The Lure (original title: Córki Dancingu) is a 2015 Polish film best described as a fantasy horror musical. A loose adaptation of The Little Mermaid by Hans Christian Andersen, it follows two mermaids sisters named Silver and Golden who leave the water and find themselves in an slightly skewed version of 1980’s Poland, surrounded by neon lights, thumping synth beats, and oddball characters. From there, the two are recruited to work as singers and dancers at a strip club, where they become instant hits with their gross fish tails. Things go wrong quickly, as both sisters become infatuated with male humans. One, Silver, falls in love with a floppy-haired bassist, the other, Golden, unleashes the more horrific side of mermaid lore and starts eating men’s hearts (literally).
Its musical numbers range from ethereal aquatic chants, to choreographed and bright camp ballads, to smoky strip-club synth performances, by way of hard rock, punk, and dance.
Jack says: From Poland, Agnieszka Smoczyńska’s 2015 horror-fantasy musical about two monstrous mermaid strippers defies traditional explanation. It also eschews ordinary ideas of plot too, making it a film that just has to be experienced, if perhaps not fully understood. ‘The Lure’ is a feast for the eyes and ears – even if the brain is still struggling to keep up.
Drenched in neon like a 1980 fugue state, the film draws a pretty direct comparison between the girl’s magical transformations and their blossoming womanhood – the appearance of the tails are greeted with weird smells and fluids and confusion over their strange bodies. The creepy, gropey attention of the men that surround them mirrors the dangerous views society has around women at this all-important stage, as they’re trying to figure things out.
The practical effects are outstanding, which every wet thud of the tail making me feel a little queasy – these aren’t the beautiful mermaids of lore, these more resemble big slugs. I think the musical numbers are great too, though it’s difficult to understand them quite as much when you have to read the lyrics as subtitles. I’ve listened to the soundtrack a few times on Spotify since, and I appreciate it much more just hearing it and not thinking about lyrics.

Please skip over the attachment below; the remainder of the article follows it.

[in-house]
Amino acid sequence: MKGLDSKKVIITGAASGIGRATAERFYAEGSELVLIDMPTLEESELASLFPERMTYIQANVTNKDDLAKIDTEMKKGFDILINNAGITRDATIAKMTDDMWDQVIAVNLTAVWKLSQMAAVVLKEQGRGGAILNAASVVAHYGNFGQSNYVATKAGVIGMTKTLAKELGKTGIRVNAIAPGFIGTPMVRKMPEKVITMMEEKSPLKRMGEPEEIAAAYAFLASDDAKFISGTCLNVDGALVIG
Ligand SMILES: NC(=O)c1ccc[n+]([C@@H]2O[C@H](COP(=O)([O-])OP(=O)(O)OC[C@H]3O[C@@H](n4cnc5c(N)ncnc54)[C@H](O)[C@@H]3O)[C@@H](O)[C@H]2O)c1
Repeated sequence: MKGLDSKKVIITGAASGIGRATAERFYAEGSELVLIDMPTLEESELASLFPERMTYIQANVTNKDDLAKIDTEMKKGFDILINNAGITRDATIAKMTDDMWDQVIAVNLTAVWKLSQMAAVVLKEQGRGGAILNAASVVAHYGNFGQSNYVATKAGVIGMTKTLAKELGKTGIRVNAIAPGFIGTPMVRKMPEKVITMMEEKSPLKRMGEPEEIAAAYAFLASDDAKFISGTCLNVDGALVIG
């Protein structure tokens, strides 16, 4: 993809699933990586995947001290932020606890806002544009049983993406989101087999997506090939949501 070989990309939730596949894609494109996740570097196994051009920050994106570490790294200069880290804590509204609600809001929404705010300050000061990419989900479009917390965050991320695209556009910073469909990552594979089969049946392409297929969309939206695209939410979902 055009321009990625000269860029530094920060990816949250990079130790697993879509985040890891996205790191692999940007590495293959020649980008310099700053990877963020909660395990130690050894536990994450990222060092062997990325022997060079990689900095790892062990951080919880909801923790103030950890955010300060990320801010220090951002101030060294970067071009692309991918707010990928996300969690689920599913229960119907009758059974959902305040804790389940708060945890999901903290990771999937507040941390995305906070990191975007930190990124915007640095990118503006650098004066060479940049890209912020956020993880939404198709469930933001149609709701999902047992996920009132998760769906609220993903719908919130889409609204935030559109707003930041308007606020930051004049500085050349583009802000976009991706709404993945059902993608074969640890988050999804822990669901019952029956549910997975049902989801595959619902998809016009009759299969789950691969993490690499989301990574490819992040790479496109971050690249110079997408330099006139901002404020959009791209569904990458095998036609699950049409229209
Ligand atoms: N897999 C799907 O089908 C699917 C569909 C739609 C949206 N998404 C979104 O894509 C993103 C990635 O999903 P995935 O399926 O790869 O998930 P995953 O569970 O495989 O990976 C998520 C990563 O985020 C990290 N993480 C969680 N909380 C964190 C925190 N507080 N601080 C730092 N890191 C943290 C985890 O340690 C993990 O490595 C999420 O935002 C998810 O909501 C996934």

The film is a little too obtuse for its own good at times, and feels like a debut effort in the plot department too – often spending way too long on unimportant things, but skimming really crucial events. However, visually it’s gorgeous and nightmarish, with lashings of really nasty body horror and gore. And as an exploration into female sexuality and that often disastrous change from child to adult, it’s masterful.
Becca says: I don’t know a lot about mermaids – what I do know comes from Pirates of The Caribbean 4 and The Little Mermaid, so its probably not up-to-scratch. I feel this affected my enjoyment of this film, like it wanted me to know more lore (heh, ‘lure lore’). Perhaps mermaids are a big thing in Poland? Either way, I was left feeling a little lost and scraping by with my knowledge.
However, I think mermaids is a great setting for a musical! They’re all about singing. Why hasn’t this been done before? As for /this/ take, it was the sort of musical where the songs were “normal songs”, not really theatrical and over-the-top, which isn’t what I look for in a musical. Saying that, they were all sung well, the translated lyrics were good, and they fit the plot well. I did feel, at times, like they would have been more organic and deep in their original language. I may have to ask a Polish friend of mine to watch it to see what she thinks!
I enjoyed the conflict between the two sisters as one submits to the darker side of her nature while the other falls deeper and deeper in love. The medical scene was also a pretty cool concept – you’ll know the one I mean!
Overall, I can say I enjoyed it as a film, but as a musical I wasn’t keen. Then again, I am a Disney and stage sort of gal!